Gridwealth, a U.S.-based commercial-scale solar developer, owner, and operator, focused on real estate investors, property owners and commercial customers, today announced it has been awarded $225,000 in grants from Rhode Island Commerce’s Renewable Energy Fund (REF) to build three Rhode Island solar projects. When completed, the commercial rooftop solar projects will total about 1.6 megawatts (MW) and benefit Rhode Island nonprofits, who will purchase the electricity these projects produce at a discount.
“Gridwealth is honored to be awarded these three grants by REF to support the development of solar energy in Rhode Island,” said Quincy Vale, Chairman, President, and Co-founder of Gridwealth. “These solar projects will help the state achieve its ambitious renewable energy and carbon reduction goals, while making it easier for our nonprofit partners to continue to deliver their important services by saving money on what they spend for electricity ultimately reducing their operating budgets.”
The Solar Projects:
1) 1110 Central Ave., Pawtucket, R.I.—a former mill, which has been converted into the Ten Mile River Lofts apartments and is minutes away from the Providence/Stoughton line. This project will support two nonprofits, which will be announced later. Construction is underway and expected to be completed in Aug. 2023.
2&3) 200 and 300 High Point Ave, Portsmouth, R.I.—a former precision manufacturing facility and a purpose-built flex space building that are used by a variety of commercial tenants currently. Construction is expected to begin on these solar facilities in June 2023, and the electricity they produce will also support nonprofits, to be determined.
The projects will be geographically close to the selected nonprofits, send their electricity into the grid and be compensated by the local utility with transferable bill credits. These credits are then allocated to the utility accounts of the non-profits – saving them money, while also providing a new income stream to the old mill and factory buildings hosting the solar systems. And since the utility rates involved are what everyone is paying anyway, this program enables the most appropriate rooftops to be used without imposing any additional costs on customers.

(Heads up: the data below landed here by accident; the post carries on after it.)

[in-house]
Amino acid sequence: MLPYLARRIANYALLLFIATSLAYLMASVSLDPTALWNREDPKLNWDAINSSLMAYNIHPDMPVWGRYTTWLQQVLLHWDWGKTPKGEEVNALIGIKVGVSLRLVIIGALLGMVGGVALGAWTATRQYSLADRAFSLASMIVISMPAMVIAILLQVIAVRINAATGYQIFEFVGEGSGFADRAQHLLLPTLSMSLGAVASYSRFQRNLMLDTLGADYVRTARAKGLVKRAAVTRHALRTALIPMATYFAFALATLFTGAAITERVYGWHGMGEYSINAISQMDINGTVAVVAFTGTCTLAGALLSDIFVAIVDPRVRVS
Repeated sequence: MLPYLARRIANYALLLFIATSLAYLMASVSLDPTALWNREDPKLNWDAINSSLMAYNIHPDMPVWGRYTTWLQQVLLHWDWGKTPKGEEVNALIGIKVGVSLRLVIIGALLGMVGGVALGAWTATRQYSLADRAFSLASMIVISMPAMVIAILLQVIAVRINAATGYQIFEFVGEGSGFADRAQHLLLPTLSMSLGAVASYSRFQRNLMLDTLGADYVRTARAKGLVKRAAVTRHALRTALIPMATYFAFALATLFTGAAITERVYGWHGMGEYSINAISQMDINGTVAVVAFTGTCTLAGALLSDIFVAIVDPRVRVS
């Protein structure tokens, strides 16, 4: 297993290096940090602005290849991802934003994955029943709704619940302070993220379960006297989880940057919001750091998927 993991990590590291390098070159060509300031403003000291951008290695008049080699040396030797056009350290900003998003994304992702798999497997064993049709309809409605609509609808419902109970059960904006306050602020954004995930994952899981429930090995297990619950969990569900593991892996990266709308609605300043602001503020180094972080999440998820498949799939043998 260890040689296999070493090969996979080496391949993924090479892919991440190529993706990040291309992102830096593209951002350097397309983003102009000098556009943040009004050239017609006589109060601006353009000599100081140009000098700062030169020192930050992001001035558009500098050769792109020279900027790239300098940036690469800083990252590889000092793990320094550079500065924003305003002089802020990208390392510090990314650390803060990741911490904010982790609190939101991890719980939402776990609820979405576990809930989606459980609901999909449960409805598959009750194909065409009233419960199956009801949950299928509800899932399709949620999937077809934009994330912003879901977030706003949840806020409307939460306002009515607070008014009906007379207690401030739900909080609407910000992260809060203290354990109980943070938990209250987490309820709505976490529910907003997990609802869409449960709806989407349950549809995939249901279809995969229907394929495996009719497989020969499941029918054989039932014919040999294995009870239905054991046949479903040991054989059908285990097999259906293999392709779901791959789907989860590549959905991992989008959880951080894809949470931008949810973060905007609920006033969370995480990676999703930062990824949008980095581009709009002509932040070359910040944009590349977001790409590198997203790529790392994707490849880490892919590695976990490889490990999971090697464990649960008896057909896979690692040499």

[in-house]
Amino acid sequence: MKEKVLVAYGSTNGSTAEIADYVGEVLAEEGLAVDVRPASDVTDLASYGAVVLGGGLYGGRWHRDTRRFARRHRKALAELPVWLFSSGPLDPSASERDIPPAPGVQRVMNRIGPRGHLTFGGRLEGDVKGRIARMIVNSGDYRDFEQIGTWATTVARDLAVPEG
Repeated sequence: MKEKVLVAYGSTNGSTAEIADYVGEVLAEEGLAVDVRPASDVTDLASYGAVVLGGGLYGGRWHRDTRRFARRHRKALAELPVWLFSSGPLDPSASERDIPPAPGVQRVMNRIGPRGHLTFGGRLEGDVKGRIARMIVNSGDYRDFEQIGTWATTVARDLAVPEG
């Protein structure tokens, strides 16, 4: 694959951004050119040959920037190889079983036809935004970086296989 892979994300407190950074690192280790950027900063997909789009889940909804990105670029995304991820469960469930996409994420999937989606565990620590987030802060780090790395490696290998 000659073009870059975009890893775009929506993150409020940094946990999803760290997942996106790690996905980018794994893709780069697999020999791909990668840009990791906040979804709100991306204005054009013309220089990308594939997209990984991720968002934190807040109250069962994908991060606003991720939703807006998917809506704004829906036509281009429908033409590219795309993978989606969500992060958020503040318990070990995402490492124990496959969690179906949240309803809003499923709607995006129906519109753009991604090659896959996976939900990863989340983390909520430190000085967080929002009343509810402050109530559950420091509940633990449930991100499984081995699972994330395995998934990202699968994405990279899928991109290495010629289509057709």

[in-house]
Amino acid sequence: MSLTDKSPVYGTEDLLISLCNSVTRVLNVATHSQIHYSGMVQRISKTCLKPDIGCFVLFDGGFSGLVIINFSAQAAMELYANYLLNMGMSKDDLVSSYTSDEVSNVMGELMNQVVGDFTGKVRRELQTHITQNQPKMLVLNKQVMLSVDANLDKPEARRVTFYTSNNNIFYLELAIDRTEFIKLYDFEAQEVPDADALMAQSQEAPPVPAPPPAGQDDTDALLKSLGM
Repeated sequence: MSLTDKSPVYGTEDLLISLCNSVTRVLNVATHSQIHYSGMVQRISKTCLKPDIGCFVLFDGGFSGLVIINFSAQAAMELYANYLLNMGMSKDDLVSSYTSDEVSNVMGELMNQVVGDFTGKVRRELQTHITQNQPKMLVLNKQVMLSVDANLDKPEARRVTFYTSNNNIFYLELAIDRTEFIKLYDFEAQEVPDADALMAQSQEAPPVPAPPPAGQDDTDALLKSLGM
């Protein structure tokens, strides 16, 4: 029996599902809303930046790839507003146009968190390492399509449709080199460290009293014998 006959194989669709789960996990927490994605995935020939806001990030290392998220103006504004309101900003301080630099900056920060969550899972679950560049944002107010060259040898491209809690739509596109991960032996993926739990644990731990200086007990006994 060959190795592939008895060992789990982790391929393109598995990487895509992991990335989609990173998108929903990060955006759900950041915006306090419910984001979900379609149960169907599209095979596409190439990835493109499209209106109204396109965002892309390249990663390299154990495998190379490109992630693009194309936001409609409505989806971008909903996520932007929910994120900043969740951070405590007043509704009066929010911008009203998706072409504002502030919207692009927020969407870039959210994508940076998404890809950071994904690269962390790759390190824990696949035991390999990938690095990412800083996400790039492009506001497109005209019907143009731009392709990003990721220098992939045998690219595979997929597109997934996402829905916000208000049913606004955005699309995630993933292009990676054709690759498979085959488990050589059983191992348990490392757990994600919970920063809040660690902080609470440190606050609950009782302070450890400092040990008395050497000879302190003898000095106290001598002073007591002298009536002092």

“Rhode Island is promoting the expansion of solar energy by offering a range of incentives, like the Renewable Energy Fund. This strategic endeavor is a testament to our commitment to realizing a future where 100% of the state’s electricity is drawn from renewable sources by 2033,” said William Ash, Interim President & COO of Rhode Island Commerce. “The projects we’re supporting are instrumental in driving us closer to our renewable energy targets by delivering affordable, clean energy to numerous non-profit organizations throughout our state. In essence, we’re not just transforming our energy landscape, but also empowering the critical work of those organizations through sustainable energy solutions.”
When completed, the three solar projects, collectively, will consist of nearly 4,000 solar panels and occupy nearly 180,000 square feet of open, unshaded, industrial rooftop space – enough solar panels to fill 18 football fields.
“Through REF, we are not only helping Rhode Island employers and the environment but enabling nonprofits to reap the benefits of solar power while saving money on their electric bills,” added Vale. “We applaud the state of Rhode Island for developing aggressive renewable goals, recognizing the importance of state incentives, and creating the REF program. We encourage other states to take note.”